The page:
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Kate Chopin's "Desiree's Baby" involves love, race, and prejudice. As in most of her stories, her heroine Desiree finds herself at odds with what she wants in life and receives no satisfaction in the end. This story is told through a third person narrator, who relates the events without emotional commentary.
The story begins with a visit from Madame Valmonde, who is Desiree's adopted mother. Madame Valmonde thinks back about how Desiree became part of her family. Desiree had been abandoned by her real parents, and Monsieur Valmonde had found her and brought her home. They had no other children; they felt that Desiree had been sent by God.
On this day, Madame has come to see Desiree who had a baby about a month before. Desiree and her husband had known each other since he was eight years old. Armand Aubigny, her husband, came from a wealthy aristocratic family. When Desiree was eighteen, Armand saw her and immediately fell in love with her. When they married, both were passionately in love. Madame Valmonde told Armand about her background, but Armand did not care.
When Madame Valmonde sees the baby, Desiree is delighted. However, it is obvious that her mother is disturbed about something she sees in the child. Everyone sees but Desiree.
Desiree tells her mother that Armand is the best father possible and that he is so proud:
Oh, Armand is the proudest father in the parish, I believe, chiefly because it is a boy, to bear his name; though he says not - that he would have loved a girl as well. But I know it isn't true. I know he says that to please me.
Desiree desperately loves her husband, yet she fears his scowling moods.
When the baby is about three months old, Desiree finally sees what her mother had seen. A young mulatto [mixed race] boy is fanning the baby. Desiree sees that the baby has many of the negroid features similar to the other boy.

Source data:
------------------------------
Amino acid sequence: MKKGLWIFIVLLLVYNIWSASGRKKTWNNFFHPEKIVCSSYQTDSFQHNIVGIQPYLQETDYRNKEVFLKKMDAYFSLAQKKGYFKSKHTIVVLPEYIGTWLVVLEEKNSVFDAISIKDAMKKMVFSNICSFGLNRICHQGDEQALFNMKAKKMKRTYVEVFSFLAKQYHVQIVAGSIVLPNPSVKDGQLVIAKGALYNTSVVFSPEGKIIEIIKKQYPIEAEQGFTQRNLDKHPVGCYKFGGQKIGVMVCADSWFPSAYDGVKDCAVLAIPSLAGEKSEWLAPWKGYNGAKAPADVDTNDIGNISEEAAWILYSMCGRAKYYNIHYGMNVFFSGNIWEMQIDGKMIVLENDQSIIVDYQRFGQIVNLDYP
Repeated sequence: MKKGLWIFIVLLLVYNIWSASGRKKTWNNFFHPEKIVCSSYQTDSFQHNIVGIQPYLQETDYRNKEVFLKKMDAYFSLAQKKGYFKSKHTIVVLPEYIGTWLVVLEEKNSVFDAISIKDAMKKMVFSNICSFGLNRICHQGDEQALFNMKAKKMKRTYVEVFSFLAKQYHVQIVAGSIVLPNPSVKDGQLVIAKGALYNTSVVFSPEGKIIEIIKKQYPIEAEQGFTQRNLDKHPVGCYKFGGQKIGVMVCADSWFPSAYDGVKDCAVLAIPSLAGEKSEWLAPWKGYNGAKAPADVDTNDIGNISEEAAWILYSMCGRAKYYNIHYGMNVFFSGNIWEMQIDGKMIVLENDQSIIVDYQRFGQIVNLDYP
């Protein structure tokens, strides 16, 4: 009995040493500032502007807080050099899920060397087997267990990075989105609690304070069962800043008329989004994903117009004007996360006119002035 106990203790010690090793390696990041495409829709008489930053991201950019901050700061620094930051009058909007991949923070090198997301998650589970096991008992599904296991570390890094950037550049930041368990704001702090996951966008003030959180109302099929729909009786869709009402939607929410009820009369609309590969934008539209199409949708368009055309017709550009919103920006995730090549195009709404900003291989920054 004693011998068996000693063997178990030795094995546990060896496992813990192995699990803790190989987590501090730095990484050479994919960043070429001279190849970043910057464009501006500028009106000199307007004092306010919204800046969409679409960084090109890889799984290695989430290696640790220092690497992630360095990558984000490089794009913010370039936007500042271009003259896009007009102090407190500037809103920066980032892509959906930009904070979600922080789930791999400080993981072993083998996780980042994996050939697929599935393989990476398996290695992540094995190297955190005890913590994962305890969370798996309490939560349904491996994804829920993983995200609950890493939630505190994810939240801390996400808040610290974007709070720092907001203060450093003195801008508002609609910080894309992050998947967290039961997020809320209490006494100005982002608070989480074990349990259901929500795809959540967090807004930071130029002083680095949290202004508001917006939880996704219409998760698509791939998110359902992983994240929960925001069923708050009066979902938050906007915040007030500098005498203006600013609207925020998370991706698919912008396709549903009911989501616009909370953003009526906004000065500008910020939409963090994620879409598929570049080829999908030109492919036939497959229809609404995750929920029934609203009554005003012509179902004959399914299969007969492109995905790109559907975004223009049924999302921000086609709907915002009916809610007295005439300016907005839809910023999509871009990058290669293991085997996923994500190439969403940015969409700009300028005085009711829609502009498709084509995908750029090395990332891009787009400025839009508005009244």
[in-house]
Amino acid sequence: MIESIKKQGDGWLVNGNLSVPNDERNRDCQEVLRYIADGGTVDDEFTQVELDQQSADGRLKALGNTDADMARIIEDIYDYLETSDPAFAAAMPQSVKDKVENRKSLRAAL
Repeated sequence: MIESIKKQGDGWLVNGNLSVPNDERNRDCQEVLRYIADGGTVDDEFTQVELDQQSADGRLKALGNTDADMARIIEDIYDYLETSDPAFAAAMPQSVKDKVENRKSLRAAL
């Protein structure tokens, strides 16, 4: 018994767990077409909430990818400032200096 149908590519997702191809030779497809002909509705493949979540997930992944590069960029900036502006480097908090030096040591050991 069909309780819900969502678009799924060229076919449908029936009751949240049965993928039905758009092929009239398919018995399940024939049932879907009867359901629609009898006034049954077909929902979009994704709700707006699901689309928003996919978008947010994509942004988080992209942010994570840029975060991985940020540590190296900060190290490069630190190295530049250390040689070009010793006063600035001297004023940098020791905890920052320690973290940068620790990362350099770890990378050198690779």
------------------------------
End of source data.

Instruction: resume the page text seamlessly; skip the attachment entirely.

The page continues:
In despair, Desiree asks Armand about the baby. Coldly, he tells her that the baby is not white, which means that Desiree is not white. Thinking back, Desiree had noticed that her husband had become more aloof.
Desiree writes to her mother begging for her help. Her mother tells her to come home.
When she confronts Armand and tells him her plans, he tells her to take the baby and leave. He wants her to go. In shock, Desiree picks up her baby and walks out into the fields, wearing only her nightgown.
Typically, Armand thinks only about why such a thing could have happened to him. He did not love Desiree anymore because she had brought this shame to his family.
Later, foolishly, Armand burns everything belonging to Desiree and the baby. He finds some letters. Opening one of them, Armand discovers it is a letter from his mother to his father:
But above all," she wrote, "night and day, I thank the good God for having so arranged our lives that our dear Armand will never know that his mother, who adores him, belongs to the race that is cursed with the brand of slavery.
It was not Desiree who carried the Negroid blood but Armand. He has destroyed everything that he loved because of his arrogance.
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